I am in the process of deleting my presence on the last social networking website I have left, LinkedIn. This has been triggered by their latest breach 1.
I also noticed my LinkedIn data, including contact information, publicly available on data brokers such as Apollo.io. Apollo too was breached in 2018, when they exposed their database unprotected on the open web.
The most value I’ve ever derived from LinkedIn has been finding out when old friends are in town for a conference or for work. Even that becomes trickier as the content gets more and more dominated by companies posting, rather than friends. In any case, I’m sure we can work out better ways of achieving the same result without making data brokers and hackers richer in the process.
I have dealt with shady businesses long enough to know that my “delete” request will not cause much to be deleted. So I’m slowly removing data from my profile, with the actual deletion about a month from now. If you’re looking for OSINT on me, try this blog. ;)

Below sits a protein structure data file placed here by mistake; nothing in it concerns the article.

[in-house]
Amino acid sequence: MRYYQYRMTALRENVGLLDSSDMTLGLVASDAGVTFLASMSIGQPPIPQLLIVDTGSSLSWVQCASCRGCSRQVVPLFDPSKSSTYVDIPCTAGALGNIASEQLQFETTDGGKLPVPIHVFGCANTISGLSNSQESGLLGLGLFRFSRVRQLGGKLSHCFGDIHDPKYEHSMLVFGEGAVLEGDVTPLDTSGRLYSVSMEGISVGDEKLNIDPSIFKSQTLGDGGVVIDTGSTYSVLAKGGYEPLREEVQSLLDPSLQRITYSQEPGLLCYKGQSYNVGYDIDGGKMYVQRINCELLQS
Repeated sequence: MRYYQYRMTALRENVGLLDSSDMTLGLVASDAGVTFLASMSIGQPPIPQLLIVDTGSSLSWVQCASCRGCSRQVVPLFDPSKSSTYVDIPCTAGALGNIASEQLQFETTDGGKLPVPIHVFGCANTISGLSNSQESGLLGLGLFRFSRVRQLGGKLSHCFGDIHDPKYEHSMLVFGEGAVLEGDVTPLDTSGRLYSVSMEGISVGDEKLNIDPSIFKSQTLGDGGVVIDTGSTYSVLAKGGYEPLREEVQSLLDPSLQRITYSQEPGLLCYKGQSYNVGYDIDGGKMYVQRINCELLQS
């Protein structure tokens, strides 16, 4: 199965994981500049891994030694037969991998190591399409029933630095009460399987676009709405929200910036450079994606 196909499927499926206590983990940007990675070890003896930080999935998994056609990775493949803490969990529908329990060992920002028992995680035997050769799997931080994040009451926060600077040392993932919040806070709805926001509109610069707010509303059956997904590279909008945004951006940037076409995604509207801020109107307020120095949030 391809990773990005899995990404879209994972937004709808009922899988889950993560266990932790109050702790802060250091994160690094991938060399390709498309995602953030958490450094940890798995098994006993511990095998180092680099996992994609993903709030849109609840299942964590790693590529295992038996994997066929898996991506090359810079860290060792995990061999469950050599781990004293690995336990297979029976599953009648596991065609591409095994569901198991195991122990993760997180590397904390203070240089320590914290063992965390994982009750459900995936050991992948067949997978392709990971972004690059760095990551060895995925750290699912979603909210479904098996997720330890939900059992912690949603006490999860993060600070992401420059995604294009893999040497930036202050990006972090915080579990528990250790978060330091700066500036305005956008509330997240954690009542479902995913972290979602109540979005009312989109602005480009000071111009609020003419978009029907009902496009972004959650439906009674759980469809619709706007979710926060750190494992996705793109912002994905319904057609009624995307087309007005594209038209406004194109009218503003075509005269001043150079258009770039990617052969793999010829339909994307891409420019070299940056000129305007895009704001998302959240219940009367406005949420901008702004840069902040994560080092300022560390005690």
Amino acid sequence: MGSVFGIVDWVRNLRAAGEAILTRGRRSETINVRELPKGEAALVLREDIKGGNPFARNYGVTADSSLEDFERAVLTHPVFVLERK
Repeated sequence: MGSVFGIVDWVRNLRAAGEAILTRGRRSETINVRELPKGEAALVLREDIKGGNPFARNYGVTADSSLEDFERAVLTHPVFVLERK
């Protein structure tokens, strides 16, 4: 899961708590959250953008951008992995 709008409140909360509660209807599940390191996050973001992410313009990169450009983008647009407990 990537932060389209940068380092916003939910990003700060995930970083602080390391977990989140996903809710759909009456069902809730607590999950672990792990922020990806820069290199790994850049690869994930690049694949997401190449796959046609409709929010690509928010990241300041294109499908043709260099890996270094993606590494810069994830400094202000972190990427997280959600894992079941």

And if you’re a real person and you want to get in touch, do! underscore AT gclv DOT es, or find me anywhere listed here.
- Although LinkedIn prefers to call it not-a-breach, which makes the optics even worse: that this much information has been leaked is apparently a feature. But really, though, failing to protect user data from scraping is a security breach. ↩︎